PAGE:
The island of Shemya is American territory on the ends of the earth. It is on the Aleutian chain of islands, the part of Alaska that stretches across the inhospitable waters of the north Pacific, where North America gets close to the far east of Russia.
In 1942, during the Second World War, Japanese soldiers landed on the Aleutians following their attack on Pearl Harbour – the first time the US was invaded since the War of 1812. When I visited the Aleutians a few years ago, courtesy of the US military, I was taken to see rusty old Japanese military vehicles and a monument from Japanese veterans dedicated to comrades lost in combat.
The Aleutians are so remote, even though they are part of the US, that during the war the US military command in Washington simply ignored the invaders and fought the war in the Pacific much farther south. By the 1980s, the islands assumed far greater strategic significance. Then president Ronald Reagan pursued a “New Maritime Strategy”, which meant beefing up US forces in the north Pacific against the threat from the Soviet Union.
The Cold War
Alaska already had an early warning system in case of a nuclear war, and that too was enhanced. When I visited US bases there, including Shemya and Adak, they were busy tracking Russian Bear bombers moving towards American airspace and scrambling US F15 fighter planes to turn them away. In the base stores, you could buy T-shirts and baseball caps that read: “Shemya: It’s not the end of the world, but you can see it from here.” These were frontline US troops preparing for nuclear Armageddon.
Later, I filmed in a hotel at a place called Greenbrier, a couple of hours drive from Washington DC, where in the 1950s the US government constructed a secret, massive bunker as a safe place for members of the US Congress to meet in case of nuclear war and the destruction of American cities. It seems like ancient history now but television programmes at the time included many documentaries like the one I was filming and scary dramas about how, if it came to war, the entire planet was doomed. Those of us who did not die in a nuclear exchange would perish from radiation sickness or in a “nuclear winter” in which no crops would grow.
The final scene from Dr Strangelove
However now, as we focus on another threat to our lives, our economies and our world – coronavirus – it is curious to compare all these elaborate and expensive preparations for nuclear conflict with the lack of preparation in western countries and in the states of the old Soviet Union for the global pandemic we are now experiencing.
Despite numerous warnings from virologists and epidemiologists that Sars and Mers would eventually be followed by something much worse, the world is still playing catch up on coronavirus.
Covid-19 response around the world
Perhaps even more surprising, the danger of nuclear war has been forgotten in the public imagination but it has not gone away. The threat to the Gulf region and beyond from Iran's nuclear programme has not been eliminated. North Korea has not abandoned its own extremely provocative missile programme. And figures released in the past few days have shown continuing reinvestment round the world in nuclear arsenals.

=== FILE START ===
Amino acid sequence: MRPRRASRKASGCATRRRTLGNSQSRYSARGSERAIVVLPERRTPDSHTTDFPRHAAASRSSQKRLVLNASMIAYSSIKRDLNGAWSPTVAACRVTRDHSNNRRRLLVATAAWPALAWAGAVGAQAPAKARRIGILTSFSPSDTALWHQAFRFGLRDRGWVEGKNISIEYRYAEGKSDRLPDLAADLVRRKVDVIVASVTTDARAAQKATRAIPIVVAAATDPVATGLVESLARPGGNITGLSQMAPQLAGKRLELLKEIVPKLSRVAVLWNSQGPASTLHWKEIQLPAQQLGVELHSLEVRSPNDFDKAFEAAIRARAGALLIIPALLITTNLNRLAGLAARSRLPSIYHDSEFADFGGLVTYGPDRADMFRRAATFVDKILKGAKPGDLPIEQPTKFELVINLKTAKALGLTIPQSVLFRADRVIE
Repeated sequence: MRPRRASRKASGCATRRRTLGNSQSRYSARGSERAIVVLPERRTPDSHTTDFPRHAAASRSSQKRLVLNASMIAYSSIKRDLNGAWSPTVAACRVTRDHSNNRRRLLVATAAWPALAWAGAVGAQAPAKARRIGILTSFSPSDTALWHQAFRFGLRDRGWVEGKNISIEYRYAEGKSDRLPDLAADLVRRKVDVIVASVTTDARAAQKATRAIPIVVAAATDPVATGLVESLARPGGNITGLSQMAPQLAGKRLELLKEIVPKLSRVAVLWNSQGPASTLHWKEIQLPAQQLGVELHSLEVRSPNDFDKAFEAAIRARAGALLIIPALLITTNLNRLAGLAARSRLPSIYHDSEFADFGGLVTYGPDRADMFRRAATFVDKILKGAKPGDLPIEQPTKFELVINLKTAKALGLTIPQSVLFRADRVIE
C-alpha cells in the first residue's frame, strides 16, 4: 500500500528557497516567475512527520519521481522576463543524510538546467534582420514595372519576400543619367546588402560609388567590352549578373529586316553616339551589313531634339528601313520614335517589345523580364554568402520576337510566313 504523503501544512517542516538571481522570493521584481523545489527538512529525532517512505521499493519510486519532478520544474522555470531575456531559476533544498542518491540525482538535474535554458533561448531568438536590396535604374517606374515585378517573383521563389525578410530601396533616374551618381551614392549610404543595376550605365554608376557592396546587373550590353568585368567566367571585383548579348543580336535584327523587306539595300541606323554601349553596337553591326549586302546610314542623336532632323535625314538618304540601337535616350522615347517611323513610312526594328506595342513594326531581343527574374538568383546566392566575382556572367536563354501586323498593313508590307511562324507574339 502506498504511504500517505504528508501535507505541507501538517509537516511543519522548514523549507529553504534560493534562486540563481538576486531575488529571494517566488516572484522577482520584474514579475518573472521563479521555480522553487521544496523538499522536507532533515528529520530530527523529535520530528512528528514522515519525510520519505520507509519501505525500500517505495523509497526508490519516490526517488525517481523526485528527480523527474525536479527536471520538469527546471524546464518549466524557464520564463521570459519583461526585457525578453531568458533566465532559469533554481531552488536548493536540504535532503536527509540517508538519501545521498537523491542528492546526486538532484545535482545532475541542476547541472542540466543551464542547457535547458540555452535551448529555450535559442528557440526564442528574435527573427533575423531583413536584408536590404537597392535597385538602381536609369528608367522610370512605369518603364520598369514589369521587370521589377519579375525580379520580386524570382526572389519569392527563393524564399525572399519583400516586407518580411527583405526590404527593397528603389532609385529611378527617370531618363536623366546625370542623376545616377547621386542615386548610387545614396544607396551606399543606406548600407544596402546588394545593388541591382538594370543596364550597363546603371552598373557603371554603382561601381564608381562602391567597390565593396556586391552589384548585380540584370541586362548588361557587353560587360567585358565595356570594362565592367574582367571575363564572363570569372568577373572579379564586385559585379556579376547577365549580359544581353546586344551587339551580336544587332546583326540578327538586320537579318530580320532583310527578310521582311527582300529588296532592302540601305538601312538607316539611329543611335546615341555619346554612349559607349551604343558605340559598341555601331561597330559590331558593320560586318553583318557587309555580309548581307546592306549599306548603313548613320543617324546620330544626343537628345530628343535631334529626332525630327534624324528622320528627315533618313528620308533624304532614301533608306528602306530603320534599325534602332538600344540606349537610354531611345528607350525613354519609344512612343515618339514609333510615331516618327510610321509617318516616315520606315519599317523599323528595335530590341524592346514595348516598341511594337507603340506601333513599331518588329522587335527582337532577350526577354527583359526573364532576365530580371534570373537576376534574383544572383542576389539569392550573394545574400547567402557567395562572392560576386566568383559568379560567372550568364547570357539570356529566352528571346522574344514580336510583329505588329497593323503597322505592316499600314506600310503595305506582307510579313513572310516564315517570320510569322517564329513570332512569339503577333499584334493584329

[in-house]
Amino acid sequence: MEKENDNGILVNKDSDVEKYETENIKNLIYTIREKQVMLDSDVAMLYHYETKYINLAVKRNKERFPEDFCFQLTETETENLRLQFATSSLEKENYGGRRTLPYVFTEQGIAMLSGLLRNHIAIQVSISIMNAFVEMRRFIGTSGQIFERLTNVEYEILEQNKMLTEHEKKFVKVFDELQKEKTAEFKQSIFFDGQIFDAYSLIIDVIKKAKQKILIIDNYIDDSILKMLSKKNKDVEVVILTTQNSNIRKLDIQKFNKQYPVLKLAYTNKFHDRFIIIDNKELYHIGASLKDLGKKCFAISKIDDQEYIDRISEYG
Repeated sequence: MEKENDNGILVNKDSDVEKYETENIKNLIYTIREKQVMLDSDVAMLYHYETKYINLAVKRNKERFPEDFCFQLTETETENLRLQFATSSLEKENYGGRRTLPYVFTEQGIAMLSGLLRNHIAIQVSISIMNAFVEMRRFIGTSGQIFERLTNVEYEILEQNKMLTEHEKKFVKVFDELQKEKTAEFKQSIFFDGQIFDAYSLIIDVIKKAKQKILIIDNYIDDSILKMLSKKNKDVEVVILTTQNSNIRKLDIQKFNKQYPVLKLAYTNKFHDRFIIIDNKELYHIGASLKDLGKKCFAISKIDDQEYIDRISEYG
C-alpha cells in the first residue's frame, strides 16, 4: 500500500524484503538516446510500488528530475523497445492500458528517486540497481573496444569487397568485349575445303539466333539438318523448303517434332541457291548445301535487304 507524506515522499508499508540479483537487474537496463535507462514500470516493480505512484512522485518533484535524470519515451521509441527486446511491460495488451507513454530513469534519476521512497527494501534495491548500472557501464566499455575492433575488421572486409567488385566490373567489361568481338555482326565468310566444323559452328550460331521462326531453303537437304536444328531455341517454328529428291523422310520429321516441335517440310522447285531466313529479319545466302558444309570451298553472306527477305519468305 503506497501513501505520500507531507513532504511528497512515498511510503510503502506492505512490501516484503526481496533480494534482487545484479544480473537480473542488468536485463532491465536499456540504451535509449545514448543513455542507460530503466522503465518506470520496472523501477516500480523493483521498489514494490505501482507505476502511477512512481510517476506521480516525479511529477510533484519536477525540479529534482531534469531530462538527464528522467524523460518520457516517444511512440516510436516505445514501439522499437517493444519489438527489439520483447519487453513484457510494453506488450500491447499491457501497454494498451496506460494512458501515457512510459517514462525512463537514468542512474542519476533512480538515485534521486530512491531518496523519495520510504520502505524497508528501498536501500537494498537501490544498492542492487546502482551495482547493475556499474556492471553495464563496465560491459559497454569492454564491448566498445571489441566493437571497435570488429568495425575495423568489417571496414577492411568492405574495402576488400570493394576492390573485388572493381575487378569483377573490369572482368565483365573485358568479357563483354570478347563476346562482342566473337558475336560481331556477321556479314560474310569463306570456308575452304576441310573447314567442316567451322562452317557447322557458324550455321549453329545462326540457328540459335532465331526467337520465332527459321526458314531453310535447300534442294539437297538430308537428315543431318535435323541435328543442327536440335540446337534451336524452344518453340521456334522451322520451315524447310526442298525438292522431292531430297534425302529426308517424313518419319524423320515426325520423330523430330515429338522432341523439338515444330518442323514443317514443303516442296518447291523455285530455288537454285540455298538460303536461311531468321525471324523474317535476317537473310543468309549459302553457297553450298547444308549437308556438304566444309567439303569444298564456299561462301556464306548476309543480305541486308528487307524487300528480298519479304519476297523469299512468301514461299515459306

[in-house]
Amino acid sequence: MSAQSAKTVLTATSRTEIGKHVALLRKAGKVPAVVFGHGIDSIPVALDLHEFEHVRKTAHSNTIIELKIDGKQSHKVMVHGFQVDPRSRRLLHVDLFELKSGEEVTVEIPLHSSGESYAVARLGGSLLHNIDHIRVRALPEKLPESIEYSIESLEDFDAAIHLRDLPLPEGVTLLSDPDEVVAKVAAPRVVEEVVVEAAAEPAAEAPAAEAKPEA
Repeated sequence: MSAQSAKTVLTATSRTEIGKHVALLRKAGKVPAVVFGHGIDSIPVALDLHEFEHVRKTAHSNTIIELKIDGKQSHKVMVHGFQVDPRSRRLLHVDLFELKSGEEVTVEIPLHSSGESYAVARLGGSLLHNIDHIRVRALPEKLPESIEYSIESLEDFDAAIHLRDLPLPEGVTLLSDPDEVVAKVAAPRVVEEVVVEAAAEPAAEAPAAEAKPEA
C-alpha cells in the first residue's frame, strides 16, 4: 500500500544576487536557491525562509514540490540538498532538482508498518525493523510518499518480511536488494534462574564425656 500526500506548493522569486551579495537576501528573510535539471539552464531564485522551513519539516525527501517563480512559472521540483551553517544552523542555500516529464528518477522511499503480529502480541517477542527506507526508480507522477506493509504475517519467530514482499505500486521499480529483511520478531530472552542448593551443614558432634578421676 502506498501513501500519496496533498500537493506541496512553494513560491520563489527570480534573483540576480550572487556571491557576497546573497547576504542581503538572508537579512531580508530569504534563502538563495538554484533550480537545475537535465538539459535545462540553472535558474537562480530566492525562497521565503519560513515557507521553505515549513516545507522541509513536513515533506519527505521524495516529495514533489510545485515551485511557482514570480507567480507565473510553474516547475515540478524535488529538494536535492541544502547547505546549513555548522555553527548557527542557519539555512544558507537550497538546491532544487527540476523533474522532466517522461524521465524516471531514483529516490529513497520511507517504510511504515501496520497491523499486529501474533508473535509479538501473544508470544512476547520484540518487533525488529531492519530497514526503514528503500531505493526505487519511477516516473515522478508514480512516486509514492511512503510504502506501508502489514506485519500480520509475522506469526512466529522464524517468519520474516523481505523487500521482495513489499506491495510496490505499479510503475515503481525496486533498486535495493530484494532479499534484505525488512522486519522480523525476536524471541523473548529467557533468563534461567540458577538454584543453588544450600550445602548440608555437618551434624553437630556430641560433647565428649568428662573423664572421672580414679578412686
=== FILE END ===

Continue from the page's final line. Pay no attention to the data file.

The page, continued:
In 2019, according to the International Campaign to Abolish Nuclear Weapons (ICAN) the nine countries with nuclear weapons spent a total of $72.9 billion on those weapons, a 10 per cent increase on 2018. Of that sum, around half – $35.4bn – was spent by the Trump administration.
The Iranian problem
ICAN, as its name suggests, wants nuclear weapons to be banned. It points out that so much money that could be spent on making the world healthier – and preparing for the certainty of future pandemics – is being spent on the unlikelihood of a nuclear conflict.
While this argument is attention-grabbing, it does not face up to hard reality. Just because we were unprepared for Covid-19 does not of itself mean nuclear states should simply destroy their stockpiles. Events in the sea lanes of the Gulf remind us of the old Cold War saying, that the price of peace is eternal vigilance. Nevertheless, the dislocation caused by the virus has made many of us re-think our personal priorities – family, friends, work and what makes us happy.
North Korea's recent missile launches
Perhaps the pandemic may also make governments reassess their own priorities. How many nuclear weapons are "enough"? Do we still believe in the doctrine of Mutually Assured Destruction – or MAD? Could we cut nuclear arsenals and put more effort into engagement with Iran and North Korea – difficult though that is – to try to prevent a new nuclear arms race?
This year’s US presidential election, combined with an economic shock and the biggest threat to world health for a century, provides an opportunity to re-think our priorities. If we can spend billions every year on bunkers, missiles and early warning systems in the hope of preventing global conflict – and not see that investment as wasted – can we switch more investment to preventing and treating global health threats?
Gavin Esler is a journalist, author and presenter